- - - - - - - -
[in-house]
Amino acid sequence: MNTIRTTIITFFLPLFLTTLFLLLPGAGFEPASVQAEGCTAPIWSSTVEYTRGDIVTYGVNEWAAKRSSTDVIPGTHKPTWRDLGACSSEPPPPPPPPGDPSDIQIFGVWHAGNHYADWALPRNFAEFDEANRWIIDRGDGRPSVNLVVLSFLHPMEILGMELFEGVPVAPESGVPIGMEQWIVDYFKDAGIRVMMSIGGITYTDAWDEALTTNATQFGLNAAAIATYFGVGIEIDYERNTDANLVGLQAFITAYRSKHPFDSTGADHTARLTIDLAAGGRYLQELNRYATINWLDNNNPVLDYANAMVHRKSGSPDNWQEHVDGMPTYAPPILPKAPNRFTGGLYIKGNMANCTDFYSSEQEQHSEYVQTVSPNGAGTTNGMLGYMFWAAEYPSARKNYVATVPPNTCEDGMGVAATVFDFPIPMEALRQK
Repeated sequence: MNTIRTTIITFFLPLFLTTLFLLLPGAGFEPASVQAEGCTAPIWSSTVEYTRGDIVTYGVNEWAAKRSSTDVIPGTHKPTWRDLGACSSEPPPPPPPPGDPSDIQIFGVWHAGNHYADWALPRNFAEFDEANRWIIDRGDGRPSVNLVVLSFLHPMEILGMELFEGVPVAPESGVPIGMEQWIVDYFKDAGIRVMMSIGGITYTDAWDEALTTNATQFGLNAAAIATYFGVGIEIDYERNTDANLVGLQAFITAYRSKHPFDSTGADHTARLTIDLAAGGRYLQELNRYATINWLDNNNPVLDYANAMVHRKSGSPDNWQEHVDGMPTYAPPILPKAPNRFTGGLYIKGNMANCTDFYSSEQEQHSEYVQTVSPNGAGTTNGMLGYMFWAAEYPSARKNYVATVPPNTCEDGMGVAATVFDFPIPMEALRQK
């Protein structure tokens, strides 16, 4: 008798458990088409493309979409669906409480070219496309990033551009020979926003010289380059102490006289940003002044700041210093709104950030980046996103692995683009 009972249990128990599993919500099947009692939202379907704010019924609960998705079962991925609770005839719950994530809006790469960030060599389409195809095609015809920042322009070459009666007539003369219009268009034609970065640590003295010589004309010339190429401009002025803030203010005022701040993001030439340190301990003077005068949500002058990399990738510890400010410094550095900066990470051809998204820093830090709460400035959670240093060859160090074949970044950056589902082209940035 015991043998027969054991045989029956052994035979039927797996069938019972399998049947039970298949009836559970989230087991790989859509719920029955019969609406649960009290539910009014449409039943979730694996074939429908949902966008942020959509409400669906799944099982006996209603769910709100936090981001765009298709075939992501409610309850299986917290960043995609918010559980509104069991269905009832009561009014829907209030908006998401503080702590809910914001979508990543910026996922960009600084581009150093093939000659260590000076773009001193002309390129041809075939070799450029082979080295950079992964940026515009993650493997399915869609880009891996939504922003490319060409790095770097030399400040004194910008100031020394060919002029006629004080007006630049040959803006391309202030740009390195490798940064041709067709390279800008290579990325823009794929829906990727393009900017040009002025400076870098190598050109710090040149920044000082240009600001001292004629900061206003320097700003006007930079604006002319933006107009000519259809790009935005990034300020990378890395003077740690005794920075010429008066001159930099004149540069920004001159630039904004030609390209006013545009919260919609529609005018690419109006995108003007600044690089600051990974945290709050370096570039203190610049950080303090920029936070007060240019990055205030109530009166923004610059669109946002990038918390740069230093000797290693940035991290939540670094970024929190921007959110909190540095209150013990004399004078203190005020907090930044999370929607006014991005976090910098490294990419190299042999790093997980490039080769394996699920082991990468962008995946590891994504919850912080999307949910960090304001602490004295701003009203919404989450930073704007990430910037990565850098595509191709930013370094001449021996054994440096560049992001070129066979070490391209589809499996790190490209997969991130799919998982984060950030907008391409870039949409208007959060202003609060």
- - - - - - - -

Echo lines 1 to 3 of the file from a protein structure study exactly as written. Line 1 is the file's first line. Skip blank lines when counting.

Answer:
[in-house]
Amino acid sequence: MNTIRTTIITFFLPLFLTTLFLLLPGAGFEPASVQAEGCTAPIWSSTVEYTRGDIVTYGVNEWAAKRSSTDVIPGTHKPTWRDLGACSSEPPPPPPPPGDPSDIQIFGVWHAGNHYADWALPRNFAEFDEANRWIIDRGDGRPSVNLVVLSFLHPMEILGMELFEGVPVAPESGVPIGMEQWIVDYFKDAGIRVMMSIGGITYTDAWDEALTTNATQFGLNAAAIATYFGVGIEIDYERNTDANLVGLQAFITAYRSKHPFDSTGADHTARLTIDLAAGGRYLQELNRYATINWLDNNNPVLDYANAMVHRKSGSPDNWQEHVDGMPTYAPPILPKAPNRFTGGLYIKGNMANCTDFYSSEQEQHSEYVQTVSPNGAGTTNGMLGYMFWAAEYPSARKNYVATVPPNTCEDGMGVAATVFDFPIPMEALRQK
Repeated sequence: MNTIRTTIITFFLPLFLTTLFLLLPGAGFEPASVQAEGCTAPIWSSTVEYTRGDIVTYGVNEWAAKRSSTDVIPGTHKPTWRDLGACSSEPPPPPPPPGDPSDIQIFGVWHAGNHYADWALPRNFAEFDEANRWIIDRGDGRPSVNLVVLSFLHPMEILGMELFEGVPVAPESGVPIGMEQWIVDYFKDAGIRVMMSIGGITYTDAWDEALTTNATQFGLNAAAIATYFGVGIEIDYERNTDANLVGLQAFITAYRSKHPFDSTGADHTARLTIDLAAGGRYLQELNRYATINWLDNNNPVLDYANAMVHRKSGSPDNWQEHVDGMPTYAPPILPKAPNRFTGGLYIKGNMANCTDFYSSEQEQHSEYVQTVSPNGAGTTNGMLGYMFWAAEYPSARKNYVATVPPNTCEDGMGVAATVFDFPIPMEALRQK